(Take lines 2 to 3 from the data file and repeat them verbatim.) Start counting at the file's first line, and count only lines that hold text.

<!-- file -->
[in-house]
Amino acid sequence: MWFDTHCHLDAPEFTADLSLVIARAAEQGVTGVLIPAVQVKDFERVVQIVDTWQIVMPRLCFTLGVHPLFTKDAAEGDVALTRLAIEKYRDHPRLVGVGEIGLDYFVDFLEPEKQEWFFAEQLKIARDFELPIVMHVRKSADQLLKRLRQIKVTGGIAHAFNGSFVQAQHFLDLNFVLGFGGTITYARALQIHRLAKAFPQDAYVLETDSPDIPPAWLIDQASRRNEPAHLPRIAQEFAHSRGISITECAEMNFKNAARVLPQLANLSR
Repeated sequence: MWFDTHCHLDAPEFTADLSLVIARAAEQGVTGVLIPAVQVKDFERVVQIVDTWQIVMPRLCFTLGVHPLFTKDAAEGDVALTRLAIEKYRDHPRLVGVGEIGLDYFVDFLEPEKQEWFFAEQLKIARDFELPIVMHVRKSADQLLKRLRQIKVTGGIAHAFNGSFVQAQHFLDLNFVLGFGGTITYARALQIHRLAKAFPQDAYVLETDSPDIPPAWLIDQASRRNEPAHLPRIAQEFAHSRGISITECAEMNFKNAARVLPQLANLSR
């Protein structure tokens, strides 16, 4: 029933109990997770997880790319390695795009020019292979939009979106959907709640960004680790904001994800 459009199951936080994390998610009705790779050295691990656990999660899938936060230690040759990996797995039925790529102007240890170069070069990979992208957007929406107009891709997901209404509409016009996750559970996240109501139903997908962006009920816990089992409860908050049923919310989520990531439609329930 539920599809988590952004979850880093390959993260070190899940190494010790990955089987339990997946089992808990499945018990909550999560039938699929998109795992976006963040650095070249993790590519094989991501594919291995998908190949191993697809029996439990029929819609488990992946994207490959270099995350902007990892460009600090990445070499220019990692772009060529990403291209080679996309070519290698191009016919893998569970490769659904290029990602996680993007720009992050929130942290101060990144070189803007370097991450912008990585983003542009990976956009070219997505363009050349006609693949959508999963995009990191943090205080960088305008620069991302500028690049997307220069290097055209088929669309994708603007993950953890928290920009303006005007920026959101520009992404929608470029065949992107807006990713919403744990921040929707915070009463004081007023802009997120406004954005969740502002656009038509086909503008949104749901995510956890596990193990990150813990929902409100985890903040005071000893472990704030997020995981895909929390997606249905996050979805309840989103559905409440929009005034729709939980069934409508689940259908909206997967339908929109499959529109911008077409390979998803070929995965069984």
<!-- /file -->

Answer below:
Amino acid sequence: MWFDTHCHLDAPEFTADLSLVIARAAEQGVTGVLIPAVQVKDFERVVQIVDTWQIVMPRLCFTLGVHPLFTKDAAEGDVALTRLAIEKYRDHPRLVGVGEIGLDYFVDFLEPEKQEWFFAEQLKIARDFELPIVMHVRKSADQLLKRLRQIKVTGGIAHAFNGSFVQAQHFLDLNFVLGFGGTITYARALQIHRLAKAFPQDAYVLETDSPDIPPAWLIDQASRRNEPAHLPRIAQEFAHSRGISITECAEMNFKNAARVLPQLANLSR
Repeated sequence: MWFDTHCHLDAPEFTADLSLVIARAAEQGVTGVLIPAVQVKDFERVVQIVDTWQIVMPRLCFTLGVHPLFTKDAAEGDVALTRLAIEKYRDHPRLVGVGEIGLDYFVDFLEPEKQEWFFAEQLKIARDFELPIVMHVRKSADQLLKRLRQIKVTGGIAHAFNGSFVQAQHFLDLNFVLGFGGTITYARALQIHRLAKAFPQDAYVLETDSPDIPPAWLIDQASRRNEPAHLPRIAQEFAHSRGISITECAEMNFKNAARVLPQLANLSR